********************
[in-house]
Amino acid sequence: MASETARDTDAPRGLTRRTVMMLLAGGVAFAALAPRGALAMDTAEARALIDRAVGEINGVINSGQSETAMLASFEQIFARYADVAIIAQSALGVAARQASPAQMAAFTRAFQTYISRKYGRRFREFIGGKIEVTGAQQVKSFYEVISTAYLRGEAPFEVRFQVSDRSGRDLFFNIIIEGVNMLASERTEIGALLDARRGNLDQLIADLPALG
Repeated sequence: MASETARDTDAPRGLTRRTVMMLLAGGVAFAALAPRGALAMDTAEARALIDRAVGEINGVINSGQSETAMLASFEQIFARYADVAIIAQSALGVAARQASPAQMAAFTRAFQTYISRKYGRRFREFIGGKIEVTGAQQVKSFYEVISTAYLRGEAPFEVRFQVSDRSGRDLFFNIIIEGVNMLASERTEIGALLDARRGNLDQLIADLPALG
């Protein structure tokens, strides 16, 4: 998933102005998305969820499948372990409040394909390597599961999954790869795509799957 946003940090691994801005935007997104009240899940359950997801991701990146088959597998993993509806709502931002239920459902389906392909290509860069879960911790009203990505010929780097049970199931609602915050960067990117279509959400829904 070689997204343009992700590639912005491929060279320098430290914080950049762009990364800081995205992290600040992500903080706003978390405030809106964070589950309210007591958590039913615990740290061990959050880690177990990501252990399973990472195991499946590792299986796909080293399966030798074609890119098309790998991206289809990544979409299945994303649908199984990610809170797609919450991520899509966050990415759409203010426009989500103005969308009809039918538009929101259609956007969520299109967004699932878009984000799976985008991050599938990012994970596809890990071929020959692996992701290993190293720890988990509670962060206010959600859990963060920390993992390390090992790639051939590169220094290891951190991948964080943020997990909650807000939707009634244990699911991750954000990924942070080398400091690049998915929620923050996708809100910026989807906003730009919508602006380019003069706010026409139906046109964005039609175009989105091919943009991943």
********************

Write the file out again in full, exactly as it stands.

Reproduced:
[in-house]
Amino acid sequence: MASETARDTDAPRGLTRRTVMMLLAGGVAFAALAPRGALAMDTAEARALIDRAVGEINGVINSGQSETAMLASFEQIFARYADVAIIAQSALGVAARQASPAQMAAFTRAFQTYISRKYGRRFREFIGGKIEVTGAQQVKSFYEVISTAYLRGEAPFEVRFQVSDRSGRDLFFNIIIEGVNMLASERTEIGALLDARRGNLDQLIADLPALG
Repeated sequence: MASETARDTDAPRGLTRRTVMMLLAGGVAFAALAPRGALAMDTAEARALIDRAVGEINGVINSGQSETAMLASFEQIFARYADVAIIAQSALGVAARQASPAQMAAFTRAFQTYISRKYGRRFREFIGGKIEVTGAQQVKSFYEVISTAYLRGEAPFEVRFQVSDRSGRDLFFNIIIEGVNMLASERTEIGALLDARRGNLDQLIADLPALG
């Protein structure tokens, strides 16, 4: 998933102005998305969820499948372990409040394909390597599961999954790869795509799957 946003940090691994801005935007997104009240899940359950997801991701990146088959597998993993509806709502931002239920459902389906392909290509860069879960911790009203990505010929780097049970199931609602915050960067990117279509959400829904 070689997204343009992700590639912005491929060279320098430290914080950049762009990364800081995205992290600040992500903080706003978390405030809106964070589950309210007591958590039913615990740290061990959050880690177990990501252990399973990472195991499946590792299986796909080293399966030798074609890119098309790998991206289809990544979409299945994303649908199984990610809170797609919450991520899509966050990415759409203010426009989500103005969308009809039918538009929101259609956007969520299109967004699932878009984000799976985008991050599938990012994970596809890990071929020959692996992701290993190293720890988990509670962060206010959600859990963060920390993992390390090992790639051939590169220094290891951190991948964080943020997990909650807000939707009634244990699911991750954000990924942070080398400091690049998915929620923050996708809100910026989807906003730009919508602006380019003069706010026409139906046109964005039609175009989105091919943009991943």